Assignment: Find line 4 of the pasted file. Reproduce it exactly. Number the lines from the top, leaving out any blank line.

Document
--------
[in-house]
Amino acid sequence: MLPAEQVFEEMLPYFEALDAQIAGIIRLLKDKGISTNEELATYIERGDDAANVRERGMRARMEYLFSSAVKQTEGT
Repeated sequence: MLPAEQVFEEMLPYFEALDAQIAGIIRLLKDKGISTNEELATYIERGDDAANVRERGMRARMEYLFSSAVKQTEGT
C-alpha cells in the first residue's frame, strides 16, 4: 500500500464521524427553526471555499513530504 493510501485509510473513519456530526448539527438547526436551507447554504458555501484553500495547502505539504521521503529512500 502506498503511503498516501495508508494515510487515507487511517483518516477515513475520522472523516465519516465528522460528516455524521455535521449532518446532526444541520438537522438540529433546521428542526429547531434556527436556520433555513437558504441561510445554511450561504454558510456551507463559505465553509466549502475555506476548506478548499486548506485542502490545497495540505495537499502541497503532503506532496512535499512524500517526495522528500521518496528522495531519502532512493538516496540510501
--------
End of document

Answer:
C-alpha cells in the first residue's frame, strides 16, 4: 500500500464521524427553526471555499513530504 493510501485509510473513519456530526448539527438547526436551507447554504458555501484553500495547502505539504521521503529512500 502506498503511503498516501495508508494515510487515507487511517483518516477515513475520522472523516465519516465528522460528516455524521455535521449532518446532526444541520438537522438540529433546521428542526429547531434556527436556520433555513437558504441561510445554511450561504454558510456551507463559505465553509466549502475555506476548506478548499486548506485542502490545497495540505495537499502541497503532503506532496512535499512524500517526495522528500521518496528522495531519502532512493538516496540510501